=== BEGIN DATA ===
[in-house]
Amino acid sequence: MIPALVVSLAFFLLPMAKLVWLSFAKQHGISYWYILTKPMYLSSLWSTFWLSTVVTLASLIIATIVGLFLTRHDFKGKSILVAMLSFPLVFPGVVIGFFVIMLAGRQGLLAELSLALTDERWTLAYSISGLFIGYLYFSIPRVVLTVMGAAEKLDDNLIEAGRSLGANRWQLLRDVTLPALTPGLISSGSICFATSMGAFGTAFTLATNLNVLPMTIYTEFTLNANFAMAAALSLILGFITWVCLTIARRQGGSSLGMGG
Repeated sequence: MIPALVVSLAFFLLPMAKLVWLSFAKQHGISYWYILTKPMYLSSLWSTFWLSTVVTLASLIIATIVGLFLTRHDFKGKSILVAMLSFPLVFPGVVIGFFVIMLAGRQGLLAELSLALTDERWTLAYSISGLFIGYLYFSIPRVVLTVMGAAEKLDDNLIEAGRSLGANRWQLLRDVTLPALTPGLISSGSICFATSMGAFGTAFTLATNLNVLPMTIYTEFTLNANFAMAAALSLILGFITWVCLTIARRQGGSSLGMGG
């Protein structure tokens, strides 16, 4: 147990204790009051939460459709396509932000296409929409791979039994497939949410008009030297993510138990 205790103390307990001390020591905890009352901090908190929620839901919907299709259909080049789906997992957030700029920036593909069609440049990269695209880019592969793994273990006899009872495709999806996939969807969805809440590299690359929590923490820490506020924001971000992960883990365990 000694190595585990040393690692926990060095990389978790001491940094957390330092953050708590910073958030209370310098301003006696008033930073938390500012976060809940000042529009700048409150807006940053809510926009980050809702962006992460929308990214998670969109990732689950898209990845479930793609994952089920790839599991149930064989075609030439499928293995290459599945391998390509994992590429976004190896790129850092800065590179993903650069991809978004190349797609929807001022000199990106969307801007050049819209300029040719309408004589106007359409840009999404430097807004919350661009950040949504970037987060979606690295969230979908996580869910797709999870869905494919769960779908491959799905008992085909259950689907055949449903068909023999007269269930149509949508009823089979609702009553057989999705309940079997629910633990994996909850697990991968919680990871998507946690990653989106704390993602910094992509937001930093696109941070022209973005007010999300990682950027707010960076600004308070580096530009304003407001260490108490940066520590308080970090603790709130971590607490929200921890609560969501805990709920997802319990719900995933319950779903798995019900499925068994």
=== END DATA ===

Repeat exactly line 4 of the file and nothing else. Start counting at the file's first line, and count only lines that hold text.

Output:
């Protein structure tokens, strides 16, 4: 147990204790009051939460459709396509932000296409929409791979039994497939949410008009030297993510138990 205790103390307990001390020591905890009352901090908190929620839901919907299709259909080049789906997992957030700029920036593909069609440049990269695209880019592969793994273990006899009872495709999806996939969807969805809440590299690359929590923490820490506020924001971000992960883990365990 000694190595585990040393690692926990060095990389978790001491940094957390330092953050708590910073958030209370310098301003006696008033930073938390500012976060809940000042529009700048409150807006940053809510926009980050809702962006992460929308990214998670969109990732689950898209990845479930793609994952089920790839599991149930064989075609030439499928293995290459599945391998390509994992590429976004190896790129850092800065590179993903650069991809978004190349797609929807001022000199990106969307801007050049819209300029040719309408004589106007359409840009999404430097807004919350661009950040949504970037987060979606690295969230979908996580869910797709999870869905494919769960779908491959799905008992085909259950689907055949449903068909023999007269269930149509949508009823089979609702009553057989999705309940079997629910633990994996909850697990991968919680990871998507946690990653989106704390993602910094992509937001930093696109941070022209973005007010999300990682950027707010960076600004308070580096530009304003407001260490108490940066520590308080970090603790709130971590607490929200921890609560969501805990709920997802319990719900995933319950779903798995019900499925068994």